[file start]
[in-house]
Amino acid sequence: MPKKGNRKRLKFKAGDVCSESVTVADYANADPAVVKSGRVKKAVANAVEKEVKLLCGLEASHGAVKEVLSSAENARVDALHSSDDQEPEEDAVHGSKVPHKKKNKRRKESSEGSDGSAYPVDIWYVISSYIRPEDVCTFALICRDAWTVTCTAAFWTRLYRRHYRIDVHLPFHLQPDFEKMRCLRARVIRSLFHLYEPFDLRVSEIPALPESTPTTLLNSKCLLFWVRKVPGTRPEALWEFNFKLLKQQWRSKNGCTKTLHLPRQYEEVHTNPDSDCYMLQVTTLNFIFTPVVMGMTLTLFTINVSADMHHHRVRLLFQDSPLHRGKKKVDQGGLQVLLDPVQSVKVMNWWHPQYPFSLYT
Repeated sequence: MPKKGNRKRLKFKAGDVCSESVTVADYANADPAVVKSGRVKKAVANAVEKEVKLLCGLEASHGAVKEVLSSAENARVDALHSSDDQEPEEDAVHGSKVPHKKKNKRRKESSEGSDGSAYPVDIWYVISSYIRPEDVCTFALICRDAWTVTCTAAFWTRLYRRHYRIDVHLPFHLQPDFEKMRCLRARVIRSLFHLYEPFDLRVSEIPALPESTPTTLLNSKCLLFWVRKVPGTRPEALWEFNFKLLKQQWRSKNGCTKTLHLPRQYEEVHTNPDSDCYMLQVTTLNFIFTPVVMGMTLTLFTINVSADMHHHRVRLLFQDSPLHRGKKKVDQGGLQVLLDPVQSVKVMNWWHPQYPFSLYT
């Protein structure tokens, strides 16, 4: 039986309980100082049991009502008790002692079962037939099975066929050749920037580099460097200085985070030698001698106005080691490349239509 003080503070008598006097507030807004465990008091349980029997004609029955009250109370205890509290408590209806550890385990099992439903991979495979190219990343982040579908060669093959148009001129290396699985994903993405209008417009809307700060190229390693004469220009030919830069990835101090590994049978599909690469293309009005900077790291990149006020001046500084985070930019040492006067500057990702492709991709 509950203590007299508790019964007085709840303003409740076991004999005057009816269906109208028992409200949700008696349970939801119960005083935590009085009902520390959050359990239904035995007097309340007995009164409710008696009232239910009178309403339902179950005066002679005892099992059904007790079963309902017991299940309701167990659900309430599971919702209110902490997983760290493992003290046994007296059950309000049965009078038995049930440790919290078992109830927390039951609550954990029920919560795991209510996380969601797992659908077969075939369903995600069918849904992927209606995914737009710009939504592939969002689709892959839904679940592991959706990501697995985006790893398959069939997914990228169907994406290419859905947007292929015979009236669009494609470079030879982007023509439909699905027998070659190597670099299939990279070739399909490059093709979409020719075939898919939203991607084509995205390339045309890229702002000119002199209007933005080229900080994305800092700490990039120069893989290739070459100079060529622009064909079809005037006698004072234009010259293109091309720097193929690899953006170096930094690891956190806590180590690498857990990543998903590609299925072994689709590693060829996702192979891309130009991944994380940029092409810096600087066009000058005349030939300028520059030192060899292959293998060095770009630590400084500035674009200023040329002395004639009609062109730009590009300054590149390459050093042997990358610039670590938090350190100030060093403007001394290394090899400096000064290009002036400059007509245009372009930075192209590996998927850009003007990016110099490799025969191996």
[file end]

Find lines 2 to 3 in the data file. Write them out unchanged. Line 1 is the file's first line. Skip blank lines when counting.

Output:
Amino acid sequence: MPKKGNRKRLKFKAGDVCSESVTVADYANADPAVVKSGRVKKAVANAVEKEVKLLCGLEASHGAVKEVLSSAENARVDALHSSDDQEPEEDAVHGSKVPHKKKNKRRKESSEGSDGSAYPVDIWYVISSYIRPEDVCTFALICRDAWTVTCTAAFWTRLYRRHYRIDVHLPFHLQPDFEKMRCLRARVIRSLFHLYEPFDLRVSEIPALPESTPTTLLNSKCLLFWVRKVPGTRPEALWEFNFKLLKQQWRSKNGCTKTLHLPRQYEEVHTNPDSDCYMLQVTTLNFIFTPVVMGMTLTLFTINVSADMHHHRVRLLFQDSPLHRGKKKVDQGGLQVLLDPVQSVKVMNWWHPQYPFSLYT
Repeated sequence: MPKKGNRKRLKFKAGDVCSESVTVADYANADPAVVKSGRVKKAVANAVEKEVKLLCGLEASHGAVKEVLSSAENARVDALHSSDDQEPEEDAVHGSKVPHKKKNKRRKESSEGSDGSAYPVDIWYVISSYIRPEDVCTFALICRDAWTVTCTAAFWTRLYRRHYRIDVHLPFHLQPDFEKMRCLRARVIRSLFHLYEPFDLRVSEIPALPESTPTTLLNSKCLLFWVRKVPGTRPEALWEFNFKLLKQQWRSKNGCTKTLHLPRQYEEVHTNPDSDCYMLQVTTLNFIFTPVVMGMTLTLFTINVSADMHHHRVRLLFQDSPLHRGKKKVDQGGLQVLLDPVQSVKVMNWWHPQYPFSLYT